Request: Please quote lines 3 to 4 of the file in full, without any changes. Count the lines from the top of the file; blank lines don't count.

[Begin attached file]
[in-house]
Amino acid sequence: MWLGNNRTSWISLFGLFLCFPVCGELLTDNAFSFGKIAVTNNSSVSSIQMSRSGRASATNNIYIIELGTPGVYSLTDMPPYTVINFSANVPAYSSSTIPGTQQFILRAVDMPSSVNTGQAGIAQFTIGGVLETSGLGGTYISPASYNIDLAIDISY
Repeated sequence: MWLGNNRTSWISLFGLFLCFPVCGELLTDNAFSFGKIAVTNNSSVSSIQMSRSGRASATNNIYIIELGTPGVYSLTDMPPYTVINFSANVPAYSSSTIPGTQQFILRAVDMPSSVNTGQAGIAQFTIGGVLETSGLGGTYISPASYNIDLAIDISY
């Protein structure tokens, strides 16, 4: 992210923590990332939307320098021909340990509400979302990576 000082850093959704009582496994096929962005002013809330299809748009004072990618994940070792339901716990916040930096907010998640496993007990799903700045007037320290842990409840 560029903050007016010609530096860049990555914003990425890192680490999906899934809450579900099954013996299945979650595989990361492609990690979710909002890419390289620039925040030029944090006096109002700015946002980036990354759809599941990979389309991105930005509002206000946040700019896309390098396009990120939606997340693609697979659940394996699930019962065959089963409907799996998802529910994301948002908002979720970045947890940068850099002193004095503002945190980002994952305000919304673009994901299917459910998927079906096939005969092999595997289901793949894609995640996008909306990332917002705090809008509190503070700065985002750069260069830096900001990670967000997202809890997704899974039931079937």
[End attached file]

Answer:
Repeated sequence: MWLGNNRTSWISLFGLFLCFPVCGELLTDNAFSFGKIAVTNNSSVSSIQMSRSGRASATNNIYIIELGTPGVYSLTDMPPYTVINFSANVPAYSSSTIPGTQQFILRAVDMPSSVNTGQAGIAQFTIGGVLETSGLGGTYISPASYNIDLAIDISY
């Protein structure tokens, strides 16, 4: 992210923590990332939307320098021909340990509400979302990576 000082850093959704009582496994096929962005002013809330299809748009004072990618994940070792339901716990916040930096907010998640496993007990799903700045007037320290842990409840 560029903050007016010609530096860049990555914003990425890192680490999906899934809450579900099954013996299945979650595989990361492609990690979710909002890419390289620039925040030029944090006096109002700015946002980036990354759809599941990979389309991105930005509002206000946040700019896309390098396009990120939606997340693609697979659940394996699930019962065959089963409907799996998802529910994301948002908002979720970045947890940068850099002193004095503002945190980002994952305000919304673009994901299917459910998927079906096939005969092999595997289901793949894609995640996008909306990332917002705090809008509190503070700065985002750069260069830096900001990670967000997202809890997704899974039931079937």